The award ceremony was held at Prickly Pear Elementary School, which opened in 2018 on land that METG as trustee donated to East Helena Public Schools (EHPS). Under construction nearby is East Helena’s first public high school; it’s scheduled to open in 2020 on land that METG sold to EHPS.  Next door, a 319-unit housing subdivision is planned on a parcel that Oakland Companies bought from METG. Nearby, a 254-acre tract was sold by METG to a company that anticipates developing a mixed-use project. These land sales generated nearly $3 million in proceeds for cleanup and paved the way for the kinds of beneficial, safe and sustainable reuses that the East Helena community has welcomed.

“What I point to as the example of success is East Helena,” Sopkin of EPA said during the ceremony. “Look at East Helena. Look at what has been done here. I’m just so excited to see this growing up. There’s going to be a subdivision there. There’s going to be a new high school…What the revitalization does is it brings people together…Communities like yours have great ideas.”

As part of the cleanup, more than a mile of Prickly Pear Creek was moved away from the slag pile in order to reduce groundwater contamination. The revitalized creek now flows through newly restored floodplain, habitat and conservation land. In collaboration with EPA and the State of Montana Natural Resource Damage Program, METG as trustee is exploring potential transfer of 350 acres of creek corridor to the nonprofit Prickly Pear Land Trust for inclusion in the proposed Prickly Pear Creek Greenway trail network.

For more information about METG, the Montana Environmental Custodial Trust, and the remediation and redevelopment of the former ASARCO lands in East Helena: https://www.mtenvironmentaltrust.org

For more on the East Helena Superfund site: https://cumulis.epa.gov/supercpad/cursites/csitinfo.cfm?id=0800377

For more on EPA’s Superfund Redevelopment Initiative: https://www.epa.gov/superfund-redevelopment-initiative

For more on the EPA Region 8 Excellence in Site Reuse Award: https://www.epa.gov/superfund-redevelopment-initiative/epa-region-8-excellence-site-reuse-award

Land Sales Produce Cleanup Funds and Make Way For New Public High School, Mixed-Use Development and Residential Subdivision, April 23, 2019

Montana Environmental Trust Group’s Prickly Pear Creek Realignment Project Wins National Engineering Excellence Award, May 13, 2019

About the Montana Environmental Trust Group
The Montana Environmental Trust Group LLC (METG), as trustee of the Montana Environmental Custodial Trust, is dedicated to the mission of protecting human health and the environment. The Custodial Trust’s responsibilities include owning, administering and remediating two federal and two state hazardous waste sites in Montana: the 2,000-acre East Helena Superfund Site as well as hundreds of mine-scarred acres at the Upper Blackfoot Mining Complex/Mike Horse Mine, the Black Pine Mine and the Iron Mountain/Flat Creek mining area. The Custodial Trust received $138 million to remediate and facilitate reuse of the four sites. The Custodial Trust has been managing remedial actions that have included construction of a sustainable cover system—the largest of its type in the country—and excavation of tons of contaminated material, as well as relocation of Prickly Pear Creek. METG is a subsidiary of Greenfield Environmental Trust Group, Inc.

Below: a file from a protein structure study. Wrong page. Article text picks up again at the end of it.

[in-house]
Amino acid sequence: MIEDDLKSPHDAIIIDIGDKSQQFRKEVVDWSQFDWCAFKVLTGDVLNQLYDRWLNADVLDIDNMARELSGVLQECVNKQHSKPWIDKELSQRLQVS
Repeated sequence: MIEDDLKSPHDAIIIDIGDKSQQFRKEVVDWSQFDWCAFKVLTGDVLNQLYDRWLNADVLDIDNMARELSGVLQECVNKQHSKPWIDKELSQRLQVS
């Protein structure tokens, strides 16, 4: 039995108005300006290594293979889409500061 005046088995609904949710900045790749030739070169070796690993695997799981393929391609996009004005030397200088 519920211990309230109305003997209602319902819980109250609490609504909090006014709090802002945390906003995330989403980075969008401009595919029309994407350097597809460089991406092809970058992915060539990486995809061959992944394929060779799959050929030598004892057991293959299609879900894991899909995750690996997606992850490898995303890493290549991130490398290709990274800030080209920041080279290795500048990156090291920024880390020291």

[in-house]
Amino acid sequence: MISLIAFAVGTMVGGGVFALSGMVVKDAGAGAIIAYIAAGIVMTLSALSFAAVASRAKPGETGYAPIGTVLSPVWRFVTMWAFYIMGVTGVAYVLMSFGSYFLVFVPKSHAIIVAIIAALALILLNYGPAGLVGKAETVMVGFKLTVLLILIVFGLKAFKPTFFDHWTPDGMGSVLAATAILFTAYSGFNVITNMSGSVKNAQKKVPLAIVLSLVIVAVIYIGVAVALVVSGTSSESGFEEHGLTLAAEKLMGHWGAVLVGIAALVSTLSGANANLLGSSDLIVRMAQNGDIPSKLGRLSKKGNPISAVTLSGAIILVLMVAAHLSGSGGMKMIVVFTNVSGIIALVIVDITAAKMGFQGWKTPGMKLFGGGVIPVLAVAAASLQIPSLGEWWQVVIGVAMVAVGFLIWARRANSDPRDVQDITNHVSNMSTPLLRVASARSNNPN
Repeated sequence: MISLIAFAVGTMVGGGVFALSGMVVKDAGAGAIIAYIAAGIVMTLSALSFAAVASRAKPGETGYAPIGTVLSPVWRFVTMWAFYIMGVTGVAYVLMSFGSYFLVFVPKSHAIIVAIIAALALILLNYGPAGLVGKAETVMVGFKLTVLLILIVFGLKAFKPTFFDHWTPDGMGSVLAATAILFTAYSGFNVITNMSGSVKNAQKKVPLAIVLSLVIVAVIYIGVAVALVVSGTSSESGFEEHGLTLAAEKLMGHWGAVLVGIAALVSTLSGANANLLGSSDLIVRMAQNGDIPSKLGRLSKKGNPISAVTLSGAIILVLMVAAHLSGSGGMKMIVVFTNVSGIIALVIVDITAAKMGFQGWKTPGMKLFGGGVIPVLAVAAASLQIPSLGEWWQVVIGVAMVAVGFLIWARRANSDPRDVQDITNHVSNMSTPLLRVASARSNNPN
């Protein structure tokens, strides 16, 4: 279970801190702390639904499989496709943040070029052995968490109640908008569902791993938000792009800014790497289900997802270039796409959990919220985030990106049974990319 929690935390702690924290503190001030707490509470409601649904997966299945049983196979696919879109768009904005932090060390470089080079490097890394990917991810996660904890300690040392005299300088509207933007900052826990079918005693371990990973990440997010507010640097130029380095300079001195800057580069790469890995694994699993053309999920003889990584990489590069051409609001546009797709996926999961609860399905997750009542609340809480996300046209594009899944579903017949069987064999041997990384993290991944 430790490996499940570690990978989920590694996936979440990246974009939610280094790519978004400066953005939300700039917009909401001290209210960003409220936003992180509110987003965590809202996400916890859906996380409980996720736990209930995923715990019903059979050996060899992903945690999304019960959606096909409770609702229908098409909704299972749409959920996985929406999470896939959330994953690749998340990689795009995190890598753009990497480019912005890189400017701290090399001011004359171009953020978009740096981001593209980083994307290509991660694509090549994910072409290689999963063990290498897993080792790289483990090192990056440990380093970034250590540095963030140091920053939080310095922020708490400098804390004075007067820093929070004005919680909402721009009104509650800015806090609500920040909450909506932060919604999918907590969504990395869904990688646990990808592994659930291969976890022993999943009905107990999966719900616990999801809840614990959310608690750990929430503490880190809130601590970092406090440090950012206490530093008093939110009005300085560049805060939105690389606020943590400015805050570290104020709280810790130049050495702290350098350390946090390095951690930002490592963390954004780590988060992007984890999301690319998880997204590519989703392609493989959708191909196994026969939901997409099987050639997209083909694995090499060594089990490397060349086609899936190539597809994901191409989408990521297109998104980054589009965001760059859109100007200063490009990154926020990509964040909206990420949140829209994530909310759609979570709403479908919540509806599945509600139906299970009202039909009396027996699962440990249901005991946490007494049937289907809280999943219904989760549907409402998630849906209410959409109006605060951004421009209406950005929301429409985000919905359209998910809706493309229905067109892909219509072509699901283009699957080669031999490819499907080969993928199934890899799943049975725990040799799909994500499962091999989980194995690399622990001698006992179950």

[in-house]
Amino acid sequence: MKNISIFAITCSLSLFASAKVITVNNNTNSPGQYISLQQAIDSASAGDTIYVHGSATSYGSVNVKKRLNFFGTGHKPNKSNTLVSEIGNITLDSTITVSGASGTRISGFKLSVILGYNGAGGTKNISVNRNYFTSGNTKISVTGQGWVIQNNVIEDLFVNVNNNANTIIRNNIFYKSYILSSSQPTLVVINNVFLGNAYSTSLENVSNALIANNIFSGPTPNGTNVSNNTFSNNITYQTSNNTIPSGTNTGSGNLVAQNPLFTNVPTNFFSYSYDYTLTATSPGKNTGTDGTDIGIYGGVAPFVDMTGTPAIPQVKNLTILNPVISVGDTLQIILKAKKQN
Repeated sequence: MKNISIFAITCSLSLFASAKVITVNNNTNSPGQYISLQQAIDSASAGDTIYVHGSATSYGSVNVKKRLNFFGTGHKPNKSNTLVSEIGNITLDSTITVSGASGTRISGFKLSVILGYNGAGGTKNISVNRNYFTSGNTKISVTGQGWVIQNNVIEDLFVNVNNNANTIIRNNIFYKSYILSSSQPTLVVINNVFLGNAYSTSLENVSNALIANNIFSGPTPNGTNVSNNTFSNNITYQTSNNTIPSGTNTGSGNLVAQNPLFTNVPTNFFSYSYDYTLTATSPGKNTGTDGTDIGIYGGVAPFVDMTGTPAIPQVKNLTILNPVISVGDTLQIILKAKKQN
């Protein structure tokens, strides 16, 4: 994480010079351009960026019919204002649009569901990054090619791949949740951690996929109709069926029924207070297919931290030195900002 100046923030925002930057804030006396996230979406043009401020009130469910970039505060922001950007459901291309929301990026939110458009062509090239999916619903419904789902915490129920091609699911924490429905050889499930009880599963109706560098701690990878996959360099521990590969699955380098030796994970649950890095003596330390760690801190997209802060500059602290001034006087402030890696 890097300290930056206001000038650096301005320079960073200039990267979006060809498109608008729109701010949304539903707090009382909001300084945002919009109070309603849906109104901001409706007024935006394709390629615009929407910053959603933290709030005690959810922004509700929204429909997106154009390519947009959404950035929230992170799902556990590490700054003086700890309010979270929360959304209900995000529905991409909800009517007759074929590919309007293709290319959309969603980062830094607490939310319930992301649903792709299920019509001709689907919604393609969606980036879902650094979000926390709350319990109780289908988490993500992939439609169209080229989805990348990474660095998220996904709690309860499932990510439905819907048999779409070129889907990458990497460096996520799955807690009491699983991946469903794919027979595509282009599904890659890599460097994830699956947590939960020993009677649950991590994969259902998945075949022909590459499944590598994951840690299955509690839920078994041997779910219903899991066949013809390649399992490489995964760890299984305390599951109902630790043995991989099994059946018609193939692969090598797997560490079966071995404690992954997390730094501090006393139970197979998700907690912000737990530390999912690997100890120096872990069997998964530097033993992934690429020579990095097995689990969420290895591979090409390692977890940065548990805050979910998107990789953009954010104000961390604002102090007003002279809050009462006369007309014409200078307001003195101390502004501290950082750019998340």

Media Contact: Christine Amrhine, Montana Environmental Trust Group, LLC (METG), 540-846-3163, ca@g-etg.com

EPA Regional Administrator to present East Helena partners with Superfund Reuse award on August 22

Contact: Richard Mylott, mylott.richard@epa.gov, 303-312-6654

WHO:
EPA Regional Administrator Gregory Sopkin
East Helena Mayor James Schell

Representatives from:

Montana Environmental Trust Group
U.S. Fish and Wildlife Service
Montana Department of Environmental Quality
Montana Department of Justice Natural Resource Damage Program
Lewis & Clark County Environmental Health Services Division
City of East Helena
East Helena Public Schools
Prickly Pear Land Trust

WHAT:
EPA will present members of the Montana Environmental Trust Group with the Excellence in Site Reuse award for the extensive work that has been done to advance the revitalization of the East Helena Superfund Site.  EPA will also recognize various partners who have contributed to the cleanup and reuse of the site. Interviews and photo opportunities will follow the event.

WHERE:
Prickly Pear Elementary School
2520 Valley Drive
East Helena, Montana

WHEN:
9 a.m. MST

Background
EPA is awarding the Excellence in Site Reuse Award to the Montana Environmental Trust Group’s East Helena Team and recognizing the many federal, state and local partners who have contributed to the revitalization of the East Helena Superfund site.  These awards recognize the teamwork and partnerships that have led to the successful remediation and redevelopment of former ASARCO properties in East Helena, Montana. Lands impacted by over 100 years of lead smelting operations are being transformed into new schools, residential subdivisions and trail networks.

This year, EPA is celebrating the 20th Anniversary of the Superfund Redevelopment Initiative. East Helena offers a national example of transforming a complex hazardous waste site and achieving locally-supported reuse outcomes that will benefit the community for decades to come.